Many of you that follow HERE and THERE know that both Lady Hiva and I have had brothers commit suicide in the past 3 years. I have written about my own feelings on the blog a few times and cover the emotions that I experienced with Trevor’s suicide in my memoir, WHITE LILIES IN AUTUMN. Over the past few years since Trevor’s death and the last few months since Moana’s death I have watched how family members and friends handle the situation. We all handle it a bit differently.
I realized that I wanted to do something more, so I volunteered to help with the American Foundation for Suicide Prevention.
Some family members and friends still struggle to talk about suicide. I am unsure if that is due to embarrassment, anger, or they have their own struggles they are not ready to face; however, being able to talk and think through those emotions is exactly what needs to happen. To open up and allow the wounds to heal.
Far too often when I tell people that my brother committed suicide, they are struck with silence and don’t know what to say. I usually try to help them see that I, too, don’t understand the situation so it is OK that they don’t either. Sadly, the conversation about suicide is taboo for some people. As if they think that not acknowledging there is a problem means it will just disappear. But it doesn’t. When people are struggling, they need help, they need to know that they are loved and there are ways to overcome.
Last month a good friend from my mission that I have stayed in contact with went out to dinner with us. She is doing some amazing work helping communities prevent problems youth face today—including drugs, teen pregnancy, suicide, and depression. I was so impressed with all that she was doing and knew that I too wanted to make a difference. In memory of Trevor and Moana. I may not be able to bring either of them back to us, but I can help educate others on how to help their family members.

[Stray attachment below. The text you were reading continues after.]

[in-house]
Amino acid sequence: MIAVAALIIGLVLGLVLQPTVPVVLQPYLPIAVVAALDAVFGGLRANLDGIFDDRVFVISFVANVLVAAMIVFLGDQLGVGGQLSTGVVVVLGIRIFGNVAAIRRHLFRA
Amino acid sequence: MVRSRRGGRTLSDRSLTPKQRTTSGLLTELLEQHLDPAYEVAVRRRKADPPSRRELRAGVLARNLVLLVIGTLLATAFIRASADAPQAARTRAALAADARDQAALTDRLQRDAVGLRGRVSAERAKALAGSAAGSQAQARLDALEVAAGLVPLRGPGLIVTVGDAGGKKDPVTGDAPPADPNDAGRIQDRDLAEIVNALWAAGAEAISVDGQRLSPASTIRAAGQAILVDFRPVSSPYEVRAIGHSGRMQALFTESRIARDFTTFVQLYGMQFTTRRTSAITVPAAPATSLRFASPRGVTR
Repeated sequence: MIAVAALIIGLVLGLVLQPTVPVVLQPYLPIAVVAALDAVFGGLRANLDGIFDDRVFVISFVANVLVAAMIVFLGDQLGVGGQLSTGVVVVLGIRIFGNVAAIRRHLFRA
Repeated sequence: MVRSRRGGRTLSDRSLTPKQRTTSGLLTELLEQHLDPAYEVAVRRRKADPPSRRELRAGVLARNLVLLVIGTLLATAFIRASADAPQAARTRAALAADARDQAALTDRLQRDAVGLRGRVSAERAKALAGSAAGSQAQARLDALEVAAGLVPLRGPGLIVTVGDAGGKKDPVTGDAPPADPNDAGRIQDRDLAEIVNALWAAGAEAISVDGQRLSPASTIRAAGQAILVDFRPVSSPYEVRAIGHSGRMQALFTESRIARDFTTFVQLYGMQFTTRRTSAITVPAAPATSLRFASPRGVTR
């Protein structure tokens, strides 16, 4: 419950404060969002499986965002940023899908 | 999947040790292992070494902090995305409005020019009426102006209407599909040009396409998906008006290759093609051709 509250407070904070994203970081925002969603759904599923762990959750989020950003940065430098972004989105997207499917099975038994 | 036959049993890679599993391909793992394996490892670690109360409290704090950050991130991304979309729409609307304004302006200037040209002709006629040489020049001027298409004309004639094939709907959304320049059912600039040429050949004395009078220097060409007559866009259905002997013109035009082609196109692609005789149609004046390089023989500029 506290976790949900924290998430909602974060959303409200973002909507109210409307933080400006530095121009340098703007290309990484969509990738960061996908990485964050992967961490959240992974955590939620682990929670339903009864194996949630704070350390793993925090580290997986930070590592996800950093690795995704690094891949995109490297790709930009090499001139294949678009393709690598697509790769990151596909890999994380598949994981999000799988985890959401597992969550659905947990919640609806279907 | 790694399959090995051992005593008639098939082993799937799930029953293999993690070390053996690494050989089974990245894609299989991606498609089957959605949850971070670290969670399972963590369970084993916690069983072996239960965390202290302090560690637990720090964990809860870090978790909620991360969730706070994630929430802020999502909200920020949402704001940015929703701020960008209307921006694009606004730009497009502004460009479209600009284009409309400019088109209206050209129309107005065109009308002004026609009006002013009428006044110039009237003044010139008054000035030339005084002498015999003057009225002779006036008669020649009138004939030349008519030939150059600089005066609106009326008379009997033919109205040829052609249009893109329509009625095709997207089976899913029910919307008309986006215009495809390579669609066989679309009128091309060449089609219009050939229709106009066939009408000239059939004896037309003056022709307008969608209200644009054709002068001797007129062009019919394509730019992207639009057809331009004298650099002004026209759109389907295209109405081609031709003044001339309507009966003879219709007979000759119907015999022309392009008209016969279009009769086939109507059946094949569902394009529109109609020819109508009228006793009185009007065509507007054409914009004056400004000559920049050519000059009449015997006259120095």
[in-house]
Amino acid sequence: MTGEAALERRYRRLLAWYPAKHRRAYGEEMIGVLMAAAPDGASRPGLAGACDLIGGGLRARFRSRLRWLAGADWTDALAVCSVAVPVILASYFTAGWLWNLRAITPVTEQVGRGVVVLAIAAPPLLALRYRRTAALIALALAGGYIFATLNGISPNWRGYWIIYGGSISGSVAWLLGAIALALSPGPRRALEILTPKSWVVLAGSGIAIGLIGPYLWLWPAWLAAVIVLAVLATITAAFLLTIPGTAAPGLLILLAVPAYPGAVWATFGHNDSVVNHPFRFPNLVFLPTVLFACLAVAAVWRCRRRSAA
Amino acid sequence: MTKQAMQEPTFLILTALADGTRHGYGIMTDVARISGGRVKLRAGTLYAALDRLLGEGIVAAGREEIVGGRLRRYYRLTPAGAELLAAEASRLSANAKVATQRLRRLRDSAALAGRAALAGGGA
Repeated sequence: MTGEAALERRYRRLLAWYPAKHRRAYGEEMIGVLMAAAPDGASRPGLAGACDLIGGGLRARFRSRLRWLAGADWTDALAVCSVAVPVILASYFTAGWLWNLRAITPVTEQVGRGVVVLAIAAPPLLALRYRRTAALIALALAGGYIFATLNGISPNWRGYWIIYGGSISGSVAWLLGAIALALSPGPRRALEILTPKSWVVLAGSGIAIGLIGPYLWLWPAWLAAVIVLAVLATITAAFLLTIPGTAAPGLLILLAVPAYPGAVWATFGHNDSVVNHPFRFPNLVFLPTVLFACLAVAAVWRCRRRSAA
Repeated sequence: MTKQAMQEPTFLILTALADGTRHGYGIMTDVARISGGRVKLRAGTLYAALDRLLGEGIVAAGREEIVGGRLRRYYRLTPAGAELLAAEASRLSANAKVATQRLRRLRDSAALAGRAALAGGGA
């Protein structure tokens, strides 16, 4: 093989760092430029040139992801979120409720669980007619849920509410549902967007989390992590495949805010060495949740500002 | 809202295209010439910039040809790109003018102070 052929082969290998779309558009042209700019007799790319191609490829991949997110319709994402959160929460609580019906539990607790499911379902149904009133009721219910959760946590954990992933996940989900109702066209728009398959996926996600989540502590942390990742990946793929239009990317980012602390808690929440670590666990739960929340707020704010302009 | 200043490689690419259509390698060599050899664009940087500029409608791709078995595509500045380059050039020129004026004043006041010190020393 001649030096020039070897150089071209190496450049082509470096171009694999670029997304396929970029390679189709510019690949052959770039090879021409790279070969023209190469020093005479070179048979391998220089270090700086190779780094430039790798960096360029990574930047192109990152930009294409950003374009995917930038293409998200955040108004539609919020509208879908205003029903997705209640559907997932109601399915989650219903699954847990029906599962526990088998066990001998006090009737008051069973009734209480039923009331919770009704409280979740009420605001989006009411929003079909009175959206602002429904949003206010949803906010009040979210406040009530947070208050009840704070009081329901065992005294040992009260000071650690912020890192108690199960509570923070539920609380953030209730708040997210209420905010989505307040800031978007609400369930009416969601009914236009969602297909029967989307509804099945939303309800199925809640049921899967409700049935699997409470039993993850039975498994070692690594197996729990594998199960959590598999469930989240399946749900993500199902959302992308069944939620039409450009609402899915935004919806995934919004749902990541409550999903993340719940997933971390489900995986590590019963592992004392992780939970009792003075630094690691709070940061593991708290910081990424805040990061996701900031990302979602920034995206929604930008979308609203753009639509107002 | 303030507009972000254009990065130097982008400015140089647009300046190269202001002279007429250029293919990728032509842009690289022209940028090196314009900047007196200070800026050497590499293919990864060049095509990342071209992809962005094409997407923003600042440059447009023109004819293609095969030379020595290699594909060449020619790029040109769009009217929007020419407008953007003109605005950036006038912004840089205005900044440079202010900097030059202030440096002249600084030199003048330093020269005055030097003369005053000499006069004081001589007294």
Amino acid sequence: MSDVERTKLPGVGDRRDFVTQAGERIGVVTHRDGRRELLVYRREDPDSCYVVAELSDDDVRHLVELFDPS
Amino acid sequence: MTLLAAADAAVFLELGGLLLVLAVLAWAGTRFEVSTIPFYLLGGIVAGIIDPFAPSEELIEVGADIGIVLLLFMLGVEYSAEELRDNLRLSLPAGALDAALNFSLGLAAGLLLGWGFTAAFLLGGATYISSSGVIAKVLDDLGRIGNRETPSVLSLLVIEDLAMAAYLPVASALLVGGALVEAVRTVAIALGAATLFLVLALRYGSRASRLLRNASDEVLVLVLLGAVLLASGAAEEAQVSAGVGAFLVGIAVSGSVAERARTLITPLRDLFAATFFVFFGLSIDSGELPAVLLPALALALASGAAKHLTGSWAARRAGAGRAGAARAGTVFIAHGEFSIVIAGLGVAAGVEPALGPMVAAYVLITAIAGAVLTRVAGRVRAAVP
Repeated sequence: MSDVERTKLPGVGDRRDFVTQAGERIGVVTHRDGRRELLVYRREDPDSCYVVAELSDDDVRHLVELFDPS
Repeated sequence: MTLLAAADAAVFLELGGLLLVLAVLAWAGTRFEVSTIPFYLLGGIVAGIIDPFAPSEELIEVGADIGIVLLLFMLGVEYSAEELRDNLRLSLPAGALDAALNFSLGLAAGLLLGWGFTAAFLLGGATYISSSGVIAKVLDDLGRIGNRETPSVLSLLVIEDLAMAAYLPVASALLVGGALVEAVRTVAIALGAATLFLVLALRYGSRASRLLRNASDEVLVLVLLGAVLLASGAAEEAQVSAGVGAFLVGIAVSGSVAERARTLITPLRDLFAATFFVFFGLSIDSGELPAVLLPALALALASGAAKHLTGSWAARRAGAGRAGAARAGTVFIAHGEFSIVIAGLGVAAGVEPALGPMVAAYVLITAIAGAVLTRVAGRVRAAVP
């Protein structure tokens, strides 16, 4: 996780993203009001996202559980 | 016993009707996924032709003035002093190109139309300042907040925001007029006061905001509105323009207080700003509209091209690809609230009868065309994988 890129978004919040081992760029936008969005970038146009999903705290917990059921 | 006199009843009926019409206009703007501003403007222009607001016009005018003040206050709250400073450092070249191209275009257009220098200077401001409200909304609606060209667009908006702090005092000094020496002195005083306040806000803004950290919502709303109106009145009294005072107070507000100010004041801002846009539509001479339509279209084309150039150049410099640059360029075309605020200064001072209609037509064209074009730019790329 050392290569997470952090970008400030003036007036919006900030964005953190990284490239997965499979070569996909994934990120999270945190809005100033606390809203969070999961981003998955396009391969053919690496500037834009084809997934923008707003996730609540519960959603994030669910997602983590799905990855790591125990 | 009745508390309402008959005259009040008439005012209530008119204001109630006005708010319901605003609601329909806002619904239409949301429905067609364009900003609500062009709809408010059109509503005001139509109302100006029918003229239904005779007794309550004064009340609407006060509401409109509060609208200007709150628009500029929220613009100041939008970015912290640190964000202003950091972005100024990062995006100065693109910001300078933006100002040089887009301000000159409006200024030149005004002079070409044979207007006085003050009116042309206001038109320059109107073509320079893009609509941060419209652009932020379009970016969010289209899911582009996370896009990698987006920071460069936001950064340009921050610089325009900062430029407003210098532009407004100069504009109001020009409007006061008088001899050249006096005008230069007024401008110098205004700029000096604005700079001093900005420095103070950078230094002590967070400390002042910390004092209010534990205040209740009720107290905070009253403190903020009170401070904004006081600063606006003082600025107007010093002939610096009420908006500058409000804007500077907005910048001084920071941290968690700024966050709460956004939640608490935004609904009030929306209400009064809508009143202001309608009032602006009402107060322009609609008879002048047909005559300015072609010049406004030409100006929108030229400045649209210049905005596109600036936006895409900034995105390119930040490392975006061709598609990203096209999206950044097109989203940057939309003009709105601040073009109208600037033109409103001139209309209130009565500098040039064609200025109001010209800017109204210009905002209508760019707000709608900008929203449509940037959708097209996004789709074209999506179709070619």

If I could help families recognize the signs of depression and /or suicide and know what to do if they were worried about someone they love, it is worth all it.
Today I helped man a booth at a Youth Fair in D.C. for high school students from Virginia and Maryland. We were able to cover issues that youth face including bullying, depression, and suicide. I stood next to a huge banner that blared the shocking reality that “Every 14 minutes in the United States someone dies by suicide. That means every 15 minutes someone is left to make sense of it.” Sobering.
I talked to parents, to teenagers, to community leaders. I handed out flyers, asked questions, and told my personal story. The other volunteers had lost family members to suicide too and it was special to talk with them and their healing process. I was impressed with all the organizations, donors and people that give of their time and talents to help others. There are always amazing people everywhere.
As I said earlier, it felt good to be doing something to help; it is too late for Trevor or Moana, but not too late for others. I feel the more I help educate others and get the conversation started with them, the more help can be extended to those that truly need it.
So I want to end this post with another part of the banner: “Suicide can be prevented learn how you can help, www.afsp.org”